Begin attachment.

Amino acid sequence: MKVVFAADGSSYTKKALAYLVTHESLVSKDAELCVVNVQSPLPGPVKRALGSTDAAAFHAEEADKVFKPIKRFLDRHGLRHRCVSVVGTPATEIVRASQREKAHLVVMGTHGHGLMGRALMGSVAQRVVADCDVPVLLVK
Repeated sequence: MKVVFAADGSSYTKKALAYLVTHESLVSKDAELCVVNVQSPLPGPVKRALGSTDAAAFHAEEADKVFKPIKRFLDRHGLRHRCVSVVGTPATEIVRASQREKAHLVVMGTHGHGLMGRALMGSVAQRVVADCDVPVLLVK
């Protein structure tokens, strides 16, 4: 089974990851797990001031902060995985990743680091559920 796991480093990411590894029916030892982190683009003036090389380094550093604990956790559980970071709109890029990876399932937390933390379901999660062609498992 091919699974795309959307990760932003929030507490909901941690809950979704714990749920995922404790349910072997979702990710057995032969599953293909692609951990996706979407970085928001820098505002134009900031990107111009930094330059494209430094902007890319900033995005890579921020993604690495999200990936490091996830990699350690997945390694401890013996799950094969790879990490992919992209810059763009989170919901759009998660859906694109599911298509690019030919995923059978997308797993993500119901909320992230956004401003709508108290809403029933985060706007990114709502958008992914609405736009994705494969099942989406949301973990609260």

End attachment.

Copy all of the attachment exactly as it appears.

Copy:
Amino acid sequence: MKVVFAADGSSYTKKALAYLVTHESLVSKDAELCVVNVQSPLPGPVKRALGSTDAAAFHAEEADKVFKPIKRFLDRHGLRHRCVSVVGTPATEIVRASQREKAHLVVMGTHGHGLMGRALMGSVAQRVVADCDVPVLLVK
Repeated sequence: MKVVFAADGSSYTKKALAYLVTHESLVSKDAELCVVNVQSPLPGPVKRALGSTDAAAFHAEEADKVFKPIKRFLDRHGLRHRCVSVVGTPATEIVRASQREKAHLVVMGTHGHGLMGRALMGSVAQRVVADCDVPVLLVK
């Protein structure tokens, strides 16, 4: 089974990851797990001031902060995985990743680091559920 796991480093990411590894029916030892982190683009003036090389380094550093604990956790559980970071709109890029990876399932937390933390379901999660062609498992 091919699974795309959307990760932003929030507490909901941690809950979704714990749920995922404790349910072997979702990710057995032969599953293909692609951990996706979407970085928001820098505002134009900031990107111009930094330059494209430094902007890319900033995005890579921020993604690495999200990936490091996830990699350690997945390694401890013996799950094969790879990490992919992209810059763009989170919901759009998660859906694109599911298509690019030919995923059978997308797993993500119901909320992230956004401003709508108290809403029933985060706007990114709502958008992914609405736009994705494969099942989406949301973990609260």